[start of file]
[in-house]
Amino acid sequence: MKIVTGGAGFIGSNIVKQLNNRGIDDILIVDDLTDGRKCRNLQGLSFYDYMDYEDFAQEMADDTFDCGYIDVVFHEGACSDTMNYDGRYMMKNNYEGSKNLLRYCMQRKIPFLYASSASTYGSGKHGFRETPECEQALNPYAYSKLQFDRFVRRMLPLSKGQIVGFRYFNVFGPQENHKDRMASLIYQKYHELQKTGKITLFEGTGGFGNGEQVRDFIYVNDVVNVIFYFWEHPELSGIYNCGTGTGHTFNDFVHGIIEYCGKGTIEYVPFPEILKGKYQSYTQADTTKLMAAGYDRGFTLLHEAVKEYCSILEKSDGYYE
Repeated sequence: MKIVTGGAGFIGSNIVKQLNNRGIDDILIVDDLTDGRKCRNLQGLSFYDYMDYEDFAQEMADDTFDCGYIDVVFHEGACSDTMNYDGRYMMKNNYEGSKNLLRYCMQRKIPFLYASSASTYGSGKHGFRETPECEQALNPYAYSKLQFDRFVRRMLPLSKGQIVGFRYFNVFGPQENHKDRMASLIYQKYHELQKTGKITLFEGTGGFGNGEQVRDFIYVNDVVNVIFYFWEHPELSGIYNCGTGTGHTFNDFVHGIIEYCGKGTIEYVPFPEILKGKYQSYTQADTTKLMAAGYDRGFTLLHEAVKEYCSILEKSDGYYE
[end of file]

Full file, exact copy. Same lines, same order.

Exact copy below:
[in-house]
Amino acid sequence: MKIVTGGAGFIGSNIVKQLNNRGIDDILIVDDLTDGRKCRNLQGLSFYDYMDYEDFAQEMADDTFDCGYIDVVFHEGACSDTMNYDGRYMMKNNYEGSKNLLRYCMQRKIPFLYASSASTYGSGKHGFRETPECEQALNPYAYSKLQFDRFVRRMLPLSKGQIVGFRYFNVFGPQENHKDRMASLIYQKYHELQKTGKITLFEGTGGFGNGEQVRDFIYVNDVVNVIFYFWEHPELSGIYNCGTGTGHTFNDFVHGIIEYCGKGTIEYVPFPEILKGKYQSYTQADTTKLMAAGYDRGFTLLHEAVKEYCSILEKSDGYYE
Repeated sequence: MKIVTGGAGFIGSNIVKQLNNRGIDDILIVDDLTDGRKCRNLQGLSFYDYMDYEDFAQEMADDTFDCGYIDVVFHEGACSDTMNYDGRYMMKNNYEGSKNLLRYCMQRKIPFLYASSASTYGSGKHGFRETPECEQALNPYAYSKLQFDRFVRRMLPLSKGQIVGFRYFNVFGPQENHKDRMASLIYQKYHELQKTGKITLFEGTGGFGNGEQVRDFIYVNDVVNVIFYFWEHPELSGIYNCGTGTGHTFNDFVHGIIEYCGKGTIEYVPFPEILKGKYQSYTQADTTKLMAAGYDRGFTLLHEAVKEYCSILEKSDGYYE